Today was an adventure indeed. For several months I've had the plan of getting a second hard drive for my desktop computer and installing Linux on it, reasoning that as a self-respecting computer science major I should have knowledge of the hands-on freeware operating system. Today I finally decided to carry out this plan. I looked up hard drives and prices, then quickly drove out to Microcenter before my sister needed the car for work.
For those of you who don't know what Microcenter is, it's basically the most amazing place in the Twin Cities. (Or one of them, anyway) Picture a big-box store, maybe half to 2/3 the size of our neighborhood Best Buy, but completely for computer hardware and software. The main floor is taken up by shelves and shelves of peripherals and accessories, and there are specialty rooms around the sides for hardware, gaming, and computer books; there's even a self-contained Apple Store. Sadly I needed to be back within an hour, so I didn't get to stay nearly as long as I would have liked. I'd planned to get a 250 GB hard drive, figuring Linux wouldn't take up much space. They didn't have these, but they did have a 500 GB drive for only $7 more. Sign me up! (And always buy Seagate!) I also picked up another of Microcenter's fabulous, low-cost flash drives at the checkout line.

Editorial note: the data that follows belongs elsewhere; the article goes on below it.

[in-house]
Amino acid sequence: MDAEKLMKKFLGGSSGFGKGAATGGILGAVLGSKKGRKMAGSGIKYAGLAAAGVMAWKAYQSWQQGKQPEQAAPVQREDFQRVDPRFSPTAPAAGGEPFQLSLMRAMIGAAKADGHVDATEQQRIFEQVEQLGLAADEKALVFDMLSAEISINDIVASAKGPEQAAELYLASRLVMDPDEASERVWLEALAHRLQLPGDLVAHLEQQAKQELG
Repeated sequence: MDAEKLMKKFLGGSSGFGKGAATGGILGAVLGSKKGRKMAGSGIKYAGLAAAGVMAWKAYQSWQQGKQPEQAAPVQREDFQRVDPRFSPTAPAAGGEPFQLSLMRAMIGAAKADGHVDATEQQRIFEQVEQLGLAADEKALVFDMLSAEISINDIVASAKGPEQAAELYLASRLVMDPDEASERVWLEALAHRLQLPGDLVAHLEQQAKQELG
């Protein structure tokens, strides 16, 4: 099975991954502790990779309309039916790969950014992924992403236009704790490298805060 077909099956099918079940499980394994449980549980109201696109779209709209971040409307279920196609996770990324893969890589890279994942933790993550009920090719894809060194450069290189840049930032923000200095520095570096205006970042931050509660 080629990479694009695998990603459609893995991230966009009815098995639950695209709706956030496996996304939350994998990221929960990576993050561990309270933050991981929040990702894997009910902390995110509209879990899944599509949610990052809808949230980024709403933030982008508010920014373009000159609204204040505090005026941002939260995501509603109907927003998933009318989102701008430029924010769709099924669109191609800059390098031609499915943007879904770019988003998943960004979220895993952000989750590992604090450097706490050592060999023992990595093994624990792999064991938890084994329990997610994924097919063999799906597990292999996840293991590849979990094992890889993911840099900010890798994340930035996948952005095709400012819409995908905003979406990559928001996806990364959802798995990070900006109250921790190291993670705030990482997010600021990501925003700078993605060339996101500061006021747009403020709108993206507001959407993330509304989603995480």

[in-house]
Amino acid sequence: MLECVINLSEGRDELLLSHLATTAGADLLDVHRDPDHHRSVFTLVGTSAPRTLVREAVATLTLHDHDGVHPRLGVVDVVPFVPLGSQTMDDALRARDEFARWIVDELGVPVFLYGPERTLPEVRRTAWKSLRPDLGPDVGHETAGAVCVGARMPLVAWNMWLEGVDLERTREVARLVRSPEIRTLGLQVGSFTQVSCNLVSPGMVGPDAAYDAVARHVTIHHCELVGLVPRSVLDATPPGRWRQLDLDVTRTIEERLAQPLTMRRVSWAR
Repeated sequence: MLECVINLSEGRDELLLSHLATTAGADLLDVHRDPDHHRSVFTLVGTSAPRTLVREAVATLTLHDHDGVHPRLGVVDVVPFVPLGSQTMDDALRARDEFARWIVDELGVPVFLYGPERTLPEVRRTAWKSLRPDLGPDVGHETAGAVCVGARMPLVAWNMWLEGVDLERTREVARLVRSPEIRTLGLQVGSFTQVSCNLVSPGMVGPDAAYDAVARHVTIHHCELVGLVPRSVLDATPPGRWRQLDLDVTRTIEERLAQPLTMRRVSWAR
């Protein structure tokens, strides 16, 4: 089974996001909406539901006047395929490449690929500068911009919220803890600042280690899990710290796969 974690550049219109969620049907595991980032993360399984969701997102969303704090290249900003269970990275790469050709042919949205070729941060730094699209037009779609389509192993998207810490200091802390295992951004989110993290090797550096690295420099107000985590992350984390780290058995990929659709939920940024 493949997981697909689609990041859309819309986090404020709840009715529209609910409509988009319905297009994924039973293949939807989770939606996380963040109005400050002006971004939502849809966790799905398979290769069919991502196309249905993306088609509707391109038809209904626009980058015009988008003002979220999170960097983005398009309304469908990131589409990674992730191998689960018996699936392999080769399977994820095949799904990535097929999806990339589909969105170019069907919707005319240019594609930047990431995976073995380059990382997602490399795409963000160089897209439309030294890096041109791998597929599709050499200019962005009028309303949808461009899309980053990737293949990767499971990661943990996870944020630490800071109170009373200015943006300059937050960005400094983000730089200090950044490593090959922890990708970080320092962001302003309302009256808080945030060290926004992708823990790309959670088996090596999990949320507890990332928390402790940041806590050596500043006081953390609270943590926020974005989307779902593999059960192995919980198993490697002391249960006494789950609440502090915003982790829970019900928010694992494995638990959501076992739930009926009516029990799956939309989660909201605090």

After coming home, I began the lengthy process of installing the drive. After popping my computer's case open and vacuuming it out (a fairly familiar process; I've upgraded the RAM and graphics card to make it better for games), it was time to put the drive in. It was a tough fit and I managed to do some damage to my hands wrestling it into place, but soon it was in. I then booted my computer up and installed the software that would set the drive up and let me use it. I wanted to have Windows on the bigger drive; luckily the software let me "clone" my old hard drive onto the new one. I did this, and could then boot from either hard drive; there was no visible difference between the two. (It you want to choose where you boot from, there's a button to press when your computer it starting up; for me, it's F10) It sure beat having to reinstall everything and copy individual files over manually!
With this done, all that was left was to install Ubuntu, a Linux operating system, on the old hard drive. I simply had to download it for free from the Ubuntu website, burn it to disc, and install it from the CD. Soon I had a shiny new OS! And I'm starting to feel like a CSci major again! Of course, there's still the whole matter of learning to use Ubuntu, but it seems simple enough. A fun adventure with new technology was had today!
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